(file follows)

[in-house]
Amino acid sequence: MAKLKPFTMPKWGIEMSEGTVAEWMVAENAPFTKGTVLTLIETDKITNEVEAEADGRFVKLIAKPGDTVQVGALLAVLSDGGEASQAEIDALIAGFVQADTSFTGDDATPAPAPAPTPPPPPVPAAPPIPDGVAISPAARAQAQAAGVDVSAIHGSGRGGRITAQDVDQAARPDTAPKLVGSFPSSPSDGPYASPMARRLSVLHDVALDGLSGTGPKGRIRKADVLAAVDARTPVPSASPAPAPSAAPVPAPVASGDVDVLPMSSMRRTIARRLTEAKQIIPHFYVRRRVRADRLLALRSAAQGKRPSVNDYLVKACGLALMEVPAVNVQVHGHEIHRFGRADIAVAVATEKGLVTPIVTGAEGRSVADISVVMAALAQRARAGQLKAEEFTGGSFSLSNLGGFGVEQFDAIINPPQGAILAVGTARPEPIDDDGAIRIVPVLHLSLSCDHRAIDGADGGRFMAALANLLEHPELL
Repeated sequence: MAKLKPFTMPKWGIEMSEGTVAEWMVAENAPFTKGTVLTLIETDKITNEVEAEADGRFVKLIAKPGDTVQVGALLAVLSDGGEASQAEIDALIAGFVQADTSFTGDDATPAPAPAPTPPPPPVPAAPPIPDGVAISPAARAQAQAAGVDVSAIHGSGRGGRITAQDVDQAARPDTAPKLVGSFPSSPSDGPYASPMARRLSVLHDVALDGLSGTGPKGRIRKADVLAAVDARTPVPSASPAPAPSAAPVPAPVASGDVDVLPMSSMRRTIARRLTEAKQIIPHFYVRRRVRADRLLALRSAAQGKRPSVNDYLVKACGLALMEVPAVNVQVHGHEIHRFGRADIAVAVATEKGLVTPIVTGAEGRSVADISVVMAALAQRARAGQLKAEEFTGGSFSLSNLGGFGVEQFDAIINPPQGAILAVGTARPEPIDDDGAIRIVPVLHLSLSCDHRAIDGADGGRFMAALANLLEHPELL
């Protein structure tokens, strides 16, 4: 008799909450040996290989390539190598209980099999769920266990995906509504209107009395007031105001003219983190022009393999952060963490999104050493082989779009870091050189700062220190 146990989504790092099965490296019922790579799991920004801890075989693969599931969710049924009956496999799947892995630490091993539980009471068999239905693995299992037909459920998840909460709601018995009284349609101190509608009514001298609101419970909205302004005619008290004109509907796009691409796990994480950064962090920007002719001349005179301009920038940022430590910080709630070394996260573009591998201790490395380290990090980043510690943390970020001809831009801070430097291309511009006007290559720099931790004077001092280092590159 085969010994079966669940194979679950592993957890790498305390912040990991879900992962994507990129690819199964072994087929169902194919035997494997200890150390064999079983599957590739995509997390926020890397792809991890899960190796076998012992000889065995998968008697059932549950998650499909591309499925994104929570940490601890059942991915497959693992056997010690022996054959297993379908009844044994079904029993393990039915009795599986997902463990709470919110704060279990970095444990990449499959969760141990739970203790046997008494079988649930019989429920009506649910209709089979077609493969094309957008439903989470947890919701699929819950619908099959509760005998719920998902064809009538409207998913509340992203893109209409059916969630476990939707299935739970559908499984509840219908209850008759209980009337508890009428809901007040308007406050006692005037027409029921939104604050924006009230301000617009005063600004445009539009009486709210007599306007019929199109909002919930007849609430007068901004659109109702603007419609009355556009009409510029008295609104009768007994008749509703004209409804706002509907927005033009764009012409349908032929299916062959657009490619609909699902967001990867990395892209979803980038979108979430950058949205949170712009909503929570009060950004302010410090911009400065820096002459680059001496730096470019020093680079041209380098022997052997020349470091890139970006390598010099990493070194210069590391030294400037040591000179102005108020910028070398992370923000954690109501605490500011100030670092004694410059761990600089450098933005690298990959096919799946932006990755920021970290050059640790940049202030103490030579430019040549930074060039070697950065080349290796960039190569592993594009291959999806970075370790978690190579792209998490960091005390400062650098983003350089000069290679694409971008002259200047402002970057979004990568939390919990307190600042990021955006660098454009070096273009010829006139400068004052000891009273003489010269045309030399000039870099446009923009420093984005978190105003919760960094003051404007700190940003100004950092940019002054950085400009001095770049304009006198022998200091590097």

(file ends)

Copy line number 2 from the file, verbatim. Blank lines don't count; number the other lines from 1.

Amino acid sequence: MAKLKPFTMPKWGIEMSEGTVAEWMVAENAPFTKGTVLTLIETDKITNEVEAEADGRFVKLIAKPGDTVQVGALLAVLSDGGEASQAEIDALIAGFVQADTSFTGDDATPAPAPAPTPPPPPVPAAPPIPDGVAISPAARAQAQAAGVDVSAIHGSGRGGRITAQDVDQAARPDTAPKLVGSFPSSPSDGPYASPMARRLSVLHDVALDGLSGTGPKGRIRKADVLAAVDARTPVPSASPAPAPSAAPVPAPVASGDVDVLPMSSMRRTIARRLTEAKQIIPHFYVRRRVRADRLLALRSAAQGKRPSVNDYLVKACGLALMEVPAVNVQVHGHEIHRFGRADIAVAVATEKGLVTPIVTGAEGRSVADISVVMAALAQRARAGQLKAEEFTGGSFSLSNLGGFGVEQFDAIINPPQGAILAVGTARPEPIDDDGAIRIVPVLHLSLSCDHRAIDGADGGRFMAALANLLEHPELL